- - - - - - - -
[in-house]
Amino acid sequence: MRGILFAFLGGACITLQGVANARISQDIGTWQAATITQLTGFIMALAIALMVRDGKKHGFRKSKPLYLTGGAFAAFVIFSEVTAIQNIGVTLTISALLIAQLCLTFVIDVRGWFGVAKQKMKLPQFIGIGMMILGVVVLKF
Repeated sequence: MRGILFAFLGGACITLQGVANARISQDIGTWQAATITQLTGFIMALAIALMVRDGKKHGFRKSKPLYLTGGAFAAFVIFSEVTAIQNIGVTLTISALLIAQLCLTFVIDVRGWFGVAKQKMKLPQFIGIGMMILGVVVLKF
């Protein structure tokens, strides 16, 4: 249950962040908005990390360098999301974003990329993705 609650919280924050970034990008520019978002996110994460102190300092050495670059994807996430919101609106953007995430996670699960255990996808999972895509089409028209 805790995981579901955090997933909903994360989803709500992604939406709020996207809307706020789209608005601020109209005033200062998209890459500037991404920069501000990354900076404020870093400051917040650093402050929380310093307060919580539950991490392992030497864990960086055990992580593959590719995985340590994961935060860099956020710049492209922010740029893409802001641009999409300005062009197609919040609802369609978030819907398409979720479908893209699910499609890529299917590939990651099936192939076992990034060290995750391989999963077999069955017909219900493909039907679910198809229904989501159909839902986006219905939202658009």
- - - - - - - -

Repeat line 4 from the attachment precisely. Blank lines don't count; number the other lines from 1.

């Protein structure tokens, strides 16, 4: 249950962040908005990390360098999301974003990329993705 609650919280924050970034990008520019978002996110994460102190300092050495670059994807996430919101609106953007995430996670699960255990996808999972895509089409028209 805790995981579901955090997933909903994360989803709500992604939406709020996207809307706020789209608005601020109209005033200062998209890459500037991404920069501000990354900076404020870093400051917040650093402050929380310093307060919580539950991490392992030497864990960086055990992580593959590719995985340590994961935060860099956020710049492209922010740029893409802001641009999409300005062009197609919040609802369609978030819907398409979720479908893209699910499609890529299917590939990651099936192939076992990034060290995750391989999963077999069955017909219900493909039907679910198809229904989501159909839902986006219905939202658009």